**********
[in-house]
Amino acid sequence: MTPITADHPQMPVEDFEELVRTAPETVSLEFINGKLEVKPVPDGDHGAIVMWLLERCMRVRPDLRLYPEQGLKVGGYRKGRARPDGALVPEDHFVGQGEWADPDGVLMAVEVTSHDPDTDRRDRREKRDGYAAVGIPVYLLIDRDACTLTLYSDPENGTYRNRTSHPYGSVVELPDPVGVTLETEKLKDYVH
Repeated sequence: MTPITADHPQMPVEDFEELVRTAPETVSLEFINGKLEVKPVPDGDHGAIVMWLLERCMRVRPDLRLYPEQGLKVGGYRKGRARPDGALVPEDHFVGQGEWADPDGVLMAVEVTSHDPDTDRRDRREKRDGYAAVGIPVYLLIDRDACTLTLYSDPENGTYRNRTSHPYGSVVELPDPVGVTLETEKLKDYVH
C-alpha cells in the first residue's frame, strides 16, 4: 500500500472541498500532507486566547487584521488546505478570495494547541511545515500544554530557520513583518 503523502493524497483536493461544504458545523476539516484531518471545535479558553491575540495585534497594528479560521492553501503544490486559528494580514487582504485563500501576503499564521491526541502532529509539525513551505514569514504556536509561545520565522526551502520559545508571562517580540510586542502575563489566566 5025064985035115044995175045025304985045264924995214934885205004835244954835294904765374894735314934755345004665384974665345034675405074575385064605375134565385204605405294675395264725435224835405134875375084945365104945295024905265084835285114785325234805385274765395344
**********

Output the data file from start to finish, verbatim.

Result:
[in-house]
Amino acid sequence: MTPITADHPQMPVEDFEELVRTAPETVSLEFINGKLEVKPVPDGDHGAIVMWLLERCMRVRPDLRLYPEQGLKVGGYRKGRARPDGALVPEDHFVGQGEWADPDGVLMAVEVTSHDPDTDRRDRREKRDGYAAVGIPVYLLIDRDACTLTLYSDPENGTYRNRTSHPYGSVVELPDPVGVTLETEKLKDYVH
Repeated sequence: MTPITADHPQMPVEDFEELVRTAPETVSLEFINGKLEVKPVPDGDHGAIVMWLLERCMRVRPDLRLYPEQGLKVGGYRKGRARPDGALVPEDHFVGQGEWADPDGVLMAVEVTSHDPDTDRRDRREKRDGYAAVGIPVYLLIDRDACTLTLYSDPENGTYRNRTSHPYGSVVELPDPVGVTLETEKLKDYVH
C-alpha cells in the first residue's frame, strides 16, 4: 500500500472541498500532507486566547487584521488546505478570495494547541511545515500544554530557520513583518 503523502493524497483536493461544504458545523476539516484531518471545535479558553491575540495585534497594528479560521492553501503544490486559528494580514487582504485563500501576503499564521491526541502532529509539525513551505514569514504556536509561545520565522526551502520559545508571562517580540510586542502575563489566566 5025064985035115044995175045025304985045264924995214934885205004835244954835294904765374894735314934755345004665384974665345034675405074575385064605375134565385204605405294675395264725435224835405134875375084945365104945295024905265084835285114785325234805385274765395344